Category Archives: Best of 2008

Best and Worst of 2008 (that I have seen)

trophyI felt it necessary to clarify that title, because although I see a lot, I don’t see neaarly as many as actual film critics, and I know there were plenty I missed.

These lists will include films released in 2008. I might amend it later this year, after I’ve seen more 2008s on DVD.

The good news (for me, anyway) is that I didn’t see too many bad movies released in 2008, mostly because I am not a real film critic who has to review/view everything. So for the worstest movies of the year, we’re going to do only five.



1. The Curious Case of Benjamin Button
2. Man on Wire
3. The Wrestler
4 Slumdog Millionaire
5. Milk
6. Vantage Point
7. Iron Man
8. Tropic Thunder
9. Quantum of Solace
10. Choke

In the past, I haven’t seen the best movies until after they’ve come out on DVD, sometimes after the Oscars. But this year was different, as I made more of an effort to see the best, rather than the trendy.

Really, any of the top five here could be in the number one slot, and I believe one of them will take home Best Picture this year.

Benjamin Button is so good that you don’t realize it’s almost three hours long. Pitt and Blanchett are perfect together, and even with only one really good action sequence (in WWII, no less), it’s a remarkably well-paced film.

Man on Wire is the rare documentary that could double as a crime drama; it’s exquisitely shot, using both original footage and the archival Petit walks.

The Wrestler is powerful stuff, too, and it’s more than just “Mickey Rourke’s comeback,” as Marisa Tomei is lights-out in an unflattering role.

Milk is similarly not just Sean Penn’s movie, as he’s helped by James Franco, Josh Brolin, and Emile Hirsch.

A lot of people thought Vantage Point stunk, but I’m not one of them; I remember being blown away by it in the theater. As long a you buy into the gimmick of showing the same event from, well, different vantage points, you can see how wonderfully well done it is, and it’s full of intrigue and mystery as well.

Robert Downey, Jr. is on this list twice, with two flawless efforts as Tony Stark in Iron Man and Kirk Lazarus in Tropic Thunder. Each is exhilirating in its own right, with Iron Man finally being a superhero who’s not brooding or out for revenge (in fact, he’s a bit of a heel, isn’t he), and Lazarus the perfect Method actor. Both films are great, and Downey, Jr.’s performance lifts them to dizzying heights.

Quantum of Solace, the 22nd Bond adventure, was expected to be good, and it delivered. Daniel Craig’s Bond is angry as hell, and he’s going to keep on being angry until his questions are answered. He’s more like Mel Gibson’s character in the underrated Payback. The gadgets are gone, but not the chicks. Good.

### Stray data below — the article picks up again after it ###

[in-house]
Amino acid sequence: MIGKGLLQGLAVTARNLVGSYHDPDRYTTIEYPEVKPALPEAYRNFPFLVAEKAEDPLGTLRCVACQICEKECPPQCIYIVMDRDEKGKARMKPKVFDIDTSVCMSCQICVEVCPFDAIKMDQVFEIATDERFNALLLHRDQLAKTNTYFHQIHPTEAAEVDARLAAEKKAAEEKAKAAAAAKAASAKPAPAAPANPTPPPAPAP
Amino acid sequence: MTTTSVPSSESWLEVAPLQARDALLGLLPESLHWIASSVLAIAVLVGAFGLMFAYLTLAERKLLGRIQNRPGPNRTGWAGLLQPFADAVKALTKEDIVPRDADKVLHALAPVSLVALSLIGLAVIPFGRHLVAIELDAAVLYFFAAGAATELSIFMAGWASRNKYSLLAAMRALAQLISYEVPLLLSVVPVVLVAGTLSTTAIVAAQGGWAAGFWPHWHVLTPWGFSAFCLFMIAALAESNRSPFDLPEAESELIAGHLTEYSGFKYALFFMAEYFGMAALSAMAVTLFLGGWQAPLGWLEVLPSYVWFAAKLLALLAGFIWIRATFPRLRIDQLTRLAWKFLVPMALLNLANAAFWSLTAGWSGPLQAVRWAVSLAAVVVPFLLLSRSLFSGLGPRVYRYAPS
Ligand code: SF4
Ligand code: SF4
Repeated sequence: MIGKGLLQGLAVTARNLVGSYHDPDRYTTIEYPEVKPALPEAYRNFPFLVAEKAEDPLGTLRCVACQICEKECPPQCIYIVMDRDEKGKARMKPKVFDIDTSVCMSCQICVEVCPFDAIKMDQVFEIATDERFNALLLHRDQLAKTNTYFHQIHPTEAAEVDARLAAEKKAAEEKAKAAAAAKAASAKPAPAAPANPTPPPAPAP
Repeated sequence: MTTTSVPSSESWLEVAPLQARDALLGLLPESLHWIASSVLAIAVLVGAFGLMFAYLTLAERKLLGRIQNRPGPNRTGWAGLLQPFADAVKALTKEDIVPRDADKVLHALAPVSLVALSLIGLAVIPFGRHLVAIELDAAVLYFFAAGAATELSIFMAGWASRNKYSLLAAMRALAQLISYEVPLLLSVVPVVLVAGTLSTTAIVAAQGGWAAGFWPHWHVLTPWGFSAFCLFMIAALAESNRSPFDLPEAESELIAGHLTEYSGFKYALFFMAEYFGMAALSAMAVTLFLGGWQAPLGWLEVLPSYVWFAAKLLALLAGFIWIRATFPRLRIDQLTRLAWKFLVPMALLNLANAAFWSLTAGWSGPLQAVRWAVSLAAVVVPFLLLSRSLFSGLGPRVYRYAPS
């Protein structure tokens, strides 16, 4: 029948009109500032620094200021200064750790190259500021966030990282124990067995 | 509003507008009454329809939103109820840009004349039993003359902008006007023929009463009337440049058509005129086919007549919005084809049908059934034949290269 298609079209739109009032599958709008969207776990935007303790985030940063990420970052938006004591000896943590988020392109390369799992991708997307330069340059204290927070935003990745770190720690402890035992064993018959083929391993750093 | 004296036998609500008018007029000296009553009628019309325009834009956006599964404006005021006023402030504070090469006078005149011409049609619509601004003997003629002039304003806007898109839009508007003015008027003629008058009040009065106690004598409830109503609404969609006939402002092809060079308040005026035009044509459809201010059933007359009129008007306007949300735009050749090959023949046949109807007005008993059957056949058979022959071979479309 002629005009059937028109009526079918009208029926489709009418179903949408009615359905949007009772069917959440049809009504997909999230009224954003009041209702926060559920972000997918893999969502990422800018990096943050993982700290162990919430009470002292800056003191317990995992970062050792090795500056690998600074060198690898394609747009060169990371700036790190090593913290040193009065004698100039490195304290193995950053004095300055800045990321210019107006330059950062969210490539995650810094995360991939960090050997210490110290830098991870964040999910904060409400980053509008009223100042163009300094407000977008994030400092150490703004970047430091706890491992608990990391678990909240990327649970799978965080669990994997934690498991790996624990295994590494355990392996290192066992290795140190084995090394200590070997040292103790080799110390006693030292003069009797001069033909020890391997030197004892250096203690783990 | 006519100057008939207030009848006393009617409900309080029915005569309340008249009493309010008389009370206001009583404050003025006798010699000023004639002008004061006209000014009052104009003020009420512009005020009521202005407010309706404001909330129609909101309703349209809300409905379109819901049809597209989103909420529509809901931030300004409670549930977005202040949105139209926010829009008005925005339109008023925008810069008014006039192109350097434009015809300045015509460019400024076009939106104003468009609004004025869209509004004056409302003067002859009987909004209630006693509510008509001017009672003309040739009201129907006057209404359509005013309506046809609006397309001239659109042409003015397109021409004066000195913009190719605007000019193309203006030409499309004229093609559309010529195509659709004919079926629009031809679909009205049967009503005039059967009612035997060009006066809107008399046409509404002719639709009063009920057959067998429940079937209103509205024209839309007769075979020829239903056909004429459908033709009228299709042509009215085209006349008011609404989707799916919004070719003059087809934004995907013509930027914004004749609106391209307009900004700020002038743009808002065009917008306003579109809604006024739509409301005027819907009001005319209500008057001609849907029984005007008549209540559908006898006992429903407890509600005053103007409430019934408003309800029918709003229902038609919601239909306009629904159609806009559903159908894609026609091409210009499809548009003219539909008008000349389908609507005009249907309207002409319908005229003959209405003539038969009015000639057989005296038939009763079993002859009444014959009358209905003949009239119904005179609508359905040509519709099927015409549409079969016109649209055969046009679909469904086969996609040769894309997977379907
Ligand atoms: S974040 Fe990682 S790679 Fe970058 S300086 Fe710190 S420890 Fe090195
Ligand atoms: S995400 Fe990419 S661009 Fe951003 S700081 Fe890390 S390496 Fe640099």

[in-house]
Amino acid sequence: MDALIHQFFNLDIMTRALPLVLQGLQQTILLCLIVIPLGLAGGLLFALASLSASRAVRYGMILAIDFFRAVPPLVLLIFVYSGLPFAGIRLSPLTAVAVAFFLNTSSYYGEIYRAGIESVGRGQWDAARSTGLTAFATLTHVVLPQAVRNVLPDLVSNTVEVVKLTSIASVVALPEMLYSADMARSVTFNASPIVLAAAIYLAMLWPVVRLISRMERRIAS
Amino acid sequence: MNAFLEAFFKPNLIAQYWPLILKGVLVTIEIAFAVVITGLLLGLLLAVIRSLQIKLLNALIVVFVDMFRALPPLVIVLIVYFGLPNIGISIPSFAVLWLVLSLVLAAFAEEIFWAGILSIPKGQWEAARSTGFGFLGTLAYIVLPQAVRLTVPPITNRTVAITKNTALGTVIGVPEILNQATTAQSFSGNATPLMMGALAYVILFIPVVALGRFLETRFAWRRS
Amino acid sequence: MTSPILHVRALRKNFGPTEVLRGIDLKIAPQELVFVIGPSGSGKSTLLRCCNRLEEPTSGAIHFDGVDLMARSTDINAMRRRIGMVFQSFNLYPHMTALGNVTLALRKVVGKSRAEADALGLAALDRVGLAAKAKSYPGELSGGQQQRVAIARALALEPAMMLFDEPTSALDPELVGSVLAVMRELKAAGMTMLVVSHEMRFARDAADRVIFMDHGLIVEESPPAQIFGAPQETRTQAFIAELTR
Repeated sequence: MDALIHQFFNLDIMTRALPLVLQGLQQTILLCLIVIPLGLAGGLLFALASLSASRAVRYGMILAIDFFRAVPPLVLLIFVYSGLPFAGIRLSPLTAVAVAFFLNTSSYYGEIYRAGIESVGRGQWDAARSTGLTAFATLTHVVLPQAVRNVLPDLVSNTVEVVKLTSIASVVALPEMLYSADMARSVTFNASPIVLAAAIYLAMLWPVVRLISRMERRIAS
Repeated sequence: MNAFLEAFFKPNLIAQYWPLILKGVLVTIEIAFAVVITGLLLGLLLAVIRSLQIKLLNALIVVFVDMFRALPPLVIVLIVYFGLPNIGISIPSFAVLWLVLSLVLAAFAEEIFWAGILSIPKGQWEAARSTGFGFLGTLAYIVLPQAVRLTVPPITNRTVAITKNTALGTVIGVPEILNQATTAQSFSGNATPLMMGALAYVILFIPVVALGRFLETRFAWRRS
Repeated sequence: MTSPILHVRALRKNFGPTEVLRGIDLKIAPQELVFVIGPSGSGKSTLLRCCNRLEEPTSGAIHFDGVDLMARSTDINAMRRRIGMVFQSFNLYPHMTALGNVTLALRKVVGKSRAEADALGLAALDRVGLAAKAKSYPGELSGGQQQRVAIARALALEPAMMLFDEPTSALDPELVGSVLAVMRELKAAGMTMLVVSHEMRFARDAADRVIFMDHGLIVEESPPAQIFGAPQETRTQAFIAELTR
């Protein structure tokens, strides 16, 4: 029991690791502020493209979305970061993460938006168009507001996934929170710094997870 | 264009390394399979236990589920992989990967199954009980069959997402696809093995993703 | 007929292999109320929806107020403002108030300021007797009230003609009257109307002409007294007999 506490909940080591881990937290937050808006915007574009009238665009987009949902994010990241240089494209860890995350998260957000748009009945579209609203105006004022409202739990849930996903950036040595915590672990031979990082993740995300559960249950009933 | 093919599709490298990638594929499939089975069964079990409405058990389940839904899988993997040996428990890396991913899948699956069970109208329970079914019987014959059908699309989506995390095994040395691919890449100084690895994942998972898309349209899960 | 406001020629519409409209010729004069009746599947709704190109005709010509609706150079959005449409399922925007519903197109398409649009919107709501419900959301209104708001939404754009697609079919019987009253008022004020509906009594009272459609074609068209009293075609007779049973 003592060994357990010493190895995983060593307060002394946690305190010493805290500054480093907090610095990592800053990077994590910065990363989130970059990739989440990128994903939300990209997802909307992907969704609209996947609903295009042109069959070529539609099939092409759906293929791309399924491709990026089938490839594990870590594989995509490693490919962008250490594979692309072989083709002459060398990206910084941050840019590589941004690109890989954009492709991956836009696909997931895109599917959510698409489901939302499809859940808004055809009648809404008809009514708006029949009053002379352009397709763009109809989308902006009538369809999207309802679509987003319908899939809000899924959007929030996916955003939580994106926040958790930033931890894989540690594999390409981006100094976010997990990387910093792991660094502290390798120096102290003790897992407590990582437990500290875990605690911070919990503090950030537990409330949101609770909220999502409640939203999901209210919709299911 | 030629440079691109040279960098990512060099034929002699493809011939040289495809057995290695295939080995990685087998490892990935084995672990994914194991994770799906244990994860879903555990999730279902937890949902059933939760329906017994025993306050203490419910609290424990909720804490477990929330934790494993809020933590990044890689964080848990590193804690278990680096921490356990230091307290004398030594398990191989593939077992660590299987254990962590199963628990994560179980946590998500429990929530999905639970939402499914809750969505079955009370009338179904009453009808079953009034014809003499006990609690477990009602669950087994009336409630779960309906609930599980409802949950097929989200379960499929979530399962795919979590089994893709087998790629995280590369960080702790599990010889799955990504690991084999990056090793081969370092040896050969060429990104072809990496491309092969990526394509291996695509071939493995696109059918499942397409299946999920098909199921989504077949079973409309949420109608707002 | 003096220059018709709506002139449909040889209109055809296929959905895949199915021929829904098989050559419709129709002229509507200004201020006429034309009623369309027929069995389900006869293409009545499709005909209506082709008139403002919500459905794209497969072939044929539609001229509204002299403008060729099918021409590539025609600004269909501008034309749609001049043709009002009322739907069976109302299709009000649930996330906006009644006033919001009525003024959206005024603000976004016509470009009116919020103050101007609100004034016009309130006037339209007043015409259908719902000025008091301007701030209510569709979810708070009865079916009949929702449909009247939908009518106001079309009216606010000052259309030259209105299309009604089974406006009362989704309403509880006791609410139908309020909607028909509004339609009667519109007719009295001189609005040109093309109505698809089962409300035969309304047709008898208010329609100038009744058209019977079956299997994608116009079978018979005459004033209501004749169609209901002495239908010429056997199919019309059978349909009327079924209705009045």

Finally, Choke is a movie about as idiosyncratic as its lead character, a man addicted to sex and not really ashamed by it. Sam Rockwell is ideally cast, and Anjelica Huston, Kelly Macdonald, and Brad William Henke (of Sherrybaby) offer strong support.


1. The Happening
2. Harold and Kumar Escape from Guantanamo Bay
3. 10,000 BC
4. Cloverfield
5. Vicky Cristina Barcelona

The Happening was a disaster in every sense possible. Well, except for actual trees actually attacking humans, I suppose. It was, as with most Shyamalan movies, an exercise in hubris and futility. Mark Wahlberg wasn’t believable as a teacher; neither was John Leguizamo, for that matter. Zooey Deschanel was marginally better, but the movie was the absolute pits.

I wish Harold and Kumar had remained in Guantanamo Bay. The first movie was creative and witty, but the second was a mean spirited, nasty pile of vomit. The only saving grace was the legendary Neil Patrick Harris, playing Neil Patrick Harris. On a unicorn.

Someone should tell Roland Emmerich to stop making epics. Or stop paying him to do so. 10,000 BC was an anachronistic bonfire, with a dumb plot lifted from the much-better Apocalypto. It was all sound and fury and signified nothing.

Similarly, Cloverfield was horrendously overhyped and seemed to feel that making the audience dizzy was the same as entertaining. It was like Blair Witch Project fueled by alcohol and paint thinner, and it was so distressingly hard to follow – logically – that I openly pined for a Curious George redo. (Okay, not really.)

Finally, the much-ballyhooed Woody Allen movie Vicky Christina Barcelona had pretty women and pretty locations, but the plot was rather messy and unrealistic. And it got tiresome, watching Javier Bardem ping pong from hot chick to hot chick. It perks up only – and I mean only – when Penelope Cruz shows up. Scarlett Johansson, who’s a good actress, turns in an annoying performance here.

In the coming months, I bet I add to these two lists. Any other contenders?